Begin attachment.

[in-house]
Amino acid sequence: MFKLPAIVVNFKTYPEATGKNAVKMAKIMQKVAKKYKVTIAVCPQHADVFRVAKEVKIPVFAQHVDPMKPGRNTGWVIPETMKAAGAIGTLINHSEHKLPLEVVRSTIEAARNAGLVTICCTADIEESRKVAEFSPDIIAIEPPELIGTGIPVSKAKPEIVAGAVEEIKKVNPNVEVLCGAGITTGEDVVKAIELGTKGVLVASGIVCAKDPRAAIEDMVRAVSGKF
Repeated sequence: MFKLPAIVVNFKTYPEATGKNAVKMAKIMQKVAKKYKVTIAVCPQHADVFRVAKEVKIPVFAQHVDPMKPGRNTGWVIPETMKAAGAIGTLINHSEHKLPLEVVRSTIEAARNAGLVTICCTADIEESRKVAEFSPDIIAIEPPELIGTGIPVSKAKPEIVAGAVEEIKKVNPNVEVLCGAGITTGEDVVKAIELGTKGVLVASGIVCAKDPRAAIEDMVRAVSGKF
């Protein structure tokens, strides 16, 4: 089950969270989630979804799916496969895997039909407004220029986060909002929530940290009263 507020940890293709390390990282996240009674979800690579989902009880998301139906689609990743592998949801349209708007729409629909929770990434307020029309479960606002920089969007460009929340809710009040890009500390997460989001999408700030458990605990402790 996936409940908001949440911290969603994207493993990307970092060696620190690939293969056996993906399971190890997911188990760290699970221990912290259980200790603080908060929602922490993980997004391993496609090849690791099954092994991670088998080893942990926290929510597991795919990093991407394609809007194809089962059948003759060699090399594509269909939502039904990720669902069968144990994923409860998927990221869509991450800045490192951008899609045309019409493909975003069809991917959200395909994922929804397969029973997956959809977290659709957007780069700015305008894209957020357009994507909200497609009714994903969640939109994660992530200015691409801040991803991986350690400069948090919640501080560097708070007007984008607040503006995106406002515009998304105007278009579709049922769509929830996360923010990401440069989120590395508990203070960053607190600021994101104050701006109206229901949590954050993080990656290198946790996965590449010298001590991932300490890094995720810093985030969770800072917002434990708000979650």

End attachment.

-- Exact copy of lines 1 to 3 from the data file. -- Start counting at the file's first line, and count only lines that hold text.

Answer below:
[in-house]
Amino acid sequence: MFKLPAIVVNFKTYPEATGKNAVKMAKIMQKVAKKYKVTIAVCPQHADVFRVAKEVKIPVFAQHVDPMKPGRNTGWVIPETMKAAGAIGTLINHSEHKLPLEVVRSTIEAARNAGLVTICCTADIEESRKVAEFSPDIIAIEPPELIGTGIPVSKAKPEIVAGAVEEIKKVNPNVEVLCGAGITTGEDVVKAIELGTKGVLVASGIVCAKDPRAAIEDMVRAVSGKF
Repeated sequence: MFKLPAIVVNFKTYPEATGKNAVKMAKIMQKVAKKYKVTIAVCPQHADVFRVAKEVKIPVFAQHVDPMKPGRNTGWVIPETMKAAGAIGTLINHSEHKLPLEVVRSTIEAARNAGLVTICCTADIEESRKVAEFSPDIIAIEPPELIGTGIPVSKAKPEIVAGAVEEIKKVNPNVEVLCGAGITTGEDVVKAIELGTKGVLVASGIVCAKDPRAAIEDMVRAVSGKF